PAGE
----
Dwarfism refers to an individual that is abnormally small in stature, usually with abnormal body proportions. Chondrodysplasia is a common form of dwarfism. These dogs are born looking normal but the long bones of the limbs fail to lengthen. In some dog breeds, like Dachshunds and Bassets, this is normal. Chondrodysplasia is due to a recessive gene mutation. Should it occur in Aussies, it would not be correct and affected dogs should not be used for breeding.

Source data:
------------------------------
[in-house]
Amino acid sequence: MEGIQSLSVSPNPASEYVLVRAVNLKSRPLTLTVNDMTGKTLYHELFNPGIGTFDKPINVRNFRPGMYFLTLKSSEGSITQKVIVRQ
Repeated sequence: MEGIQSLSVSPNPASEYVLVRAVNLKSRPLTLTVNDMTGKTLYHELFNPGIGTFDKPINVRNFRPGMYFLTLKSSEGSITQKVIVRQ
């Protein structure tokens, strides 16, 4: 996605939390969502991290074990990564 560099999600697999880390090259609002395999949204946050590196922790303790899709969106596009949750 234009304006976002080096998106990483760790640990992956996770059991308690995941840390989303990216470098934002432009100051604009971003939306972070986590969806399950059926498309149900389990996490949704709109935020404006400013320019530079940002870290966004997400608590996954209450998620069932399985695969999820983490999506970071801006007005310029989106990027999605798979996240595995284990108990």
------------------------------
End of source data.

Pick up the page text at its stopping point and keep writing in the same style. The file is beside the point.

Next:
Another gene has been found that causes a longer, lower body outline not quite as extreme as that seen in chondrodysplastic dogs. It is not presently known if this gene is found in Aussies. Should it be found to be in the breed, it would be one to breed away from.
A longer, lower stature might also be selected for by breeders over time if it were to become fashionable; the genetics underlying such a shift could be complex and difficult to breed out if they became too common. Australian Shepherd breeders should keep in mind that the standard says the breed should be slightly longer than tall. This is the most functional form for a collie-type dog that sometimes must work in rough terrain and over long distances. Other body forms, however attractive, are not correct for this breed.